In June 2006, a group of Miami-Dade police k-9 handlers were having a training session with their dogs. Sgt. Allen Cockfield, an experienced handler, was participating with his new dog Duke. During that training session, Mr. Cockfield kicked Duke to death in front of the other officers. He has since been fired by the department.
A year long investigation followed the killing and in 2007, Mr. Cockfield was charged with misdemeanor animal cruelty and a felony count of killing a police dog. The trial opened this week and the case is being prosecuted by Miami-Dade prosecutor Isis Perez:
Perez told jurors that Duke was not obeying commands. Enraged, Cockfield picked the dog up by the leash, leaving the canine hanging from his choke collar, she said.
That’s when Cockfield delivered three to five kicks, all witnessed by a slew of fellow officers, she said.
Miami-Dade K-9 Officer Andy Giordani, testifying first, held up a black leash and chain collar to mimic what he saw, booting the wooden jury box with loud, fierce thumps.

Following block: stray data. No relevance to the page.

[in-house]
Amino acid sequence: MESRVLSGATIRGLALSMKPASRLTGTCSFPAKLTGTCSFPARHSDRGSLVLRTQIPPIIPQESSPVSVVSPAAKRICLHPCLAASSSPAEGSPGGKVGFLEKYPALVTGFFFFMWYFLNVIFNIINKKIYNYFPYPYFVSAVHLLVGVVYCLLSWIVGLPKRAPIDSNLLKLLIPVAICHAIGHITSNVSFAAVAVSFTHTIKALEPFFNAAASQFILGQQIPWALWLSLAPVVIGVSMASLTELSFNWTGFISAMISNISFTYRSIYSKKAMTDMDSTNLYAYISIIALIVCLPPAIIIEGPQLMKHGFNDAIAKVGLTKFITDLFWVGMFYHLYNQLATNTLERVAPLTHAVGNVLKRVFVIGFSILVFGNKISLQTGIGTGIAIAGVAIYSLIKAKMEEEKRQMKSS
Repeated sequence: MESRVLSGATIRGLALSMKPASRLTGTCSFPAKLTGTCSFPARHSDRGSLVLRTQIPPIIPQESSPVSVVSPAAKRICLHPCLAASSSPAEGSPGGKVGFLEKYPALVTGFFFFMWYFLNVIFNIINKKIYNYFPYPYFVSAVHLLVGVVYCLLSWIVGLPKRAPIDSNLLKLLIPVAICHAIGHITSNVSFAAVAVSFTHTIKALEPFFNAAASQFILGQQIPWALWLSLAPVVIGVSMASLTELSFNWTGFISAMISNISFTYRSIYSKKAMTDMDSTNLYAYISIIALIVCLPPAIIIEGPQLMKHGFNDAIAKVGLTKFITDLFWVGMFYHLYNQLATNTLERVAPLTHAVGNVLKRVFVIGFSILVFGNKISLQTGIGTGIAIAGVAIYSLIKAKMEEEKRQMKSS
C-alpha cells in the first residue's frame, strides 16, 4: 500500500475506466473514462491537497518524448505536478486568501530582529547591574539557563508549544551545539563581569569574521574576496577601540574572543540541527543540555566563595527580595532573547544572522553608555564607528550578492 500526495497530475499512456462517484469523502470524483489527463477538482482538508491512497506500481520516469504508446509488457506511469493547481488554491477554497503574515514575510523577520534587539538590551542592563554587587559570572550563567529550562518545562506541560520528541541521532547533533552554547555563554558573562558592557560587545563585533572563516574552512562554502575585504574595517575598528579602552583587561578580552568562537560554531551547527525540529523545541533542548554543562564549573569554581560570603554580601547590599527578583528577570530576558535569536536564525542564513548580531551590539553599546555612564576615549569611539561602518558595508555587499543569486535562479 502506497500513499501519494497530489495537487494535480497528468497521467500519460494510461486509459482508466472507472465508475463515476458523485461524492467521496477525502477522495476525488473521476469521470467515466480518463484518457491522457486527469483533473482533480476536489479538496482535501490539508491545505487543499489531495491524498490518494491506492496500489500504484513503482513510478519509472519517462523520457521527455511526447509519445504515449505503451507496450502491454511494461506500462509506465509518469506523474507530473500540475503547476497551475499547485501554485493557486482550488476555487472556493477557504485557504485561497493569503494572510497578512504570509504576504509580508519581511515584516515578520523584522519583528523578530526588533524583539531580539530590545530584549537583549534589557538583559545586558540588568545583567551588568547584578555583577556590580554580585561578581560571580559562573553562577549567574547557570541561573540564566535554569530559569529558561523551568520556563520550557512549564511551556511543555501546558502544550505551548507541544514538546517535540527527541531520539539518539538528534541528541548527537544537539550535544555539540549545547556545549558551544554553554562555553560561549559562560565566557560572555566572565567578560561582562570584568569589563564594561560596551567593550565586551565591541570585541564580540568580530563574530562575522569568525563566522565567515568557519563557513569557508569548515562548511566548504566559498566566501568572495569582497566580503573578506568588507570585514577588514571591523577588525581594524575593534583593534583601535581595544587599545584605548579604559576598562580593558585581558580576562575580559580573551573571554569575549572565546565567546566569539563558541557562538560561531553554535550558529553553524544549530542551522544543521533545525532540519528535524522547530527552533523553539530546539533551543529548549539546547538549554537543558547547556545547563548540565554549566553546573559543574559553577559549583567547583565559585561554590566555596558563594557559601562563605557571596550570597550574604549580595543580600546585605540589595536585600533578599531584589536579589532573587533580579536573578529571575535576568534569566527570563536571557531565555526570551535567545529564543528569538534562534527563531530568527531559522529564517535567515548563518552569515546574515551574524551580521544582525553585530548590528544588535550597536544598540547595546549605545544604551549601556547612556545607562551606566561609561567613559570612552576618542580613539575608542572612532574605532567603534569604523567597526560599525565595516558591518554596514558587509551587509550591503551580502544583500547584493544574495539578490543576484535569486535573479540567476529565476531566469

As Cockfield let Duke slip to the ground, Giordani looked away briefly, then looked back when he heard “a moan.”
“He stiffened his hind legs, shaking as he was going into some sort of seizure, and a few seconds later he became numb, and that was it,” Giordani said of Duke.
The defense paints a different picture – that Mr. Cockfield felt threatened by Duke and was trying to save himself. And that the kicks were “soft” because, as the attorney points out:
“How much leverage can you have when you’re holding a 70-pound dog?”
My interpretation of the defense’s version of events is that Mr. Cockfield strung Duke up by the neck and then, while the slip chain choked him, softly kicked him until he died.
For the record, if you ever feel threatened by a dog while you are in a group of police k-9 handlers, you can consider your life “saved” once you’ve got the dog strung up. Surely your fellow officers will quickly intervene to prevent the dog from killing you. No need to kick the dog to death – softly or otherwise.
Not that I’m inclined to believe the defense, mind you. But I’m not on the jury. The trial is set to resume today.